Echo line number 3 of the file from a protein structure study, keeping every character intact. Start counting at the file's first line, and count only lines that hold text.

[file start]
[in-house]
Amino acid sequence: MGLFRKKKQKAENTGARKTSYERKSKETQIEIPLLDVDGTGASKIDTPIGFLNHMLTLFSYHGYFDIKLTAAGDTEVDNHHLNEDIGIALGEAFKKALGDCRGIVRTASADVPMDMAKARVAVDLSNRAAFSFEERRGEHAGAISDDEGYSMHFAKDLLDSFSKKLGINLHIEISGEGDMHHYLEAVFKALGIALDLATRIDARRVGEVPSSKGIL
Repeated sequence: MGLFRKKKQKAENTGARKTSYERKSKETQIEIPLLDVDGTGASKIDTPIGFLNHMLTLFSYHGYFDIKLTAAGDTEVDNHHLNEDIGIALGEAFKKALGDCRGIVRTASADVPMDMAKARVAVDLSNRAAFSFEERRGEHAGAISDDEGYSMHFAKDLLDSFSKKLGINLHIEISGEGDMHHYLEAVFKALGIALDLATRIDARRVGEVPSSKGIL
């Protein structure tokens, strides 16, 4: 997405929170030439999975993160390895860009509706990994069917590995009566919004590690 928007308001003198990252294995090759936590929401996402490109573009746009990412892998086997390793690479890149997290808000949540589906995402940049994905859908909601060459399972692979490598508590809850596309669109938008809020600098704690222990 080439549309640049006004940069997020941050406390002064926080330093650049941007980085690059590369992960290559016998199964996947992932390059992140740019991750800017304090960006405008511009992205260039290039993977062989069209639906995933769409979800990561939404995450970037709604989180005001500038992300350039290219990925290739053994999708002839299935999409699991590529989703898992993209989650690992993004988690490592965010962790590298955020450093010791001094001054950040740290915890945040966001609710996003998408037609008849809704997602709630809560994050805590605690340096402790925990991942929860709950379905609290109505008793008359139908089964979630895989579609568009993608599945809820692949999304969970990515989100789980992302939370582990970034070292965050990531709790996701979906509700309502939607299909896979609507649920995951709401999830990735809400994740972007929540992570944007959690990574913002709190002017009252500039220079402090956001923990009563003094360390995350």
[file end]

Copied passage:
Repeated sequence: MGLFRKKKQKAENTGARKTSYERKSKETQIEIPLLDVDGTGASKIDTPIGFLNHMLTLFSYHGYFDIKLTAAGDTEVDNHHLNEDIGIALGEAFKKALGDCRGIVRTASADVPMDMAKARVAVDLSNRAAFSFEERRGEHAGAISDDEGYSMHFAKDLLDSFSKKLGINLHIEISGEGDMHHYLEAVFKALGIALDLATRIDARRVGEVPSSKGIL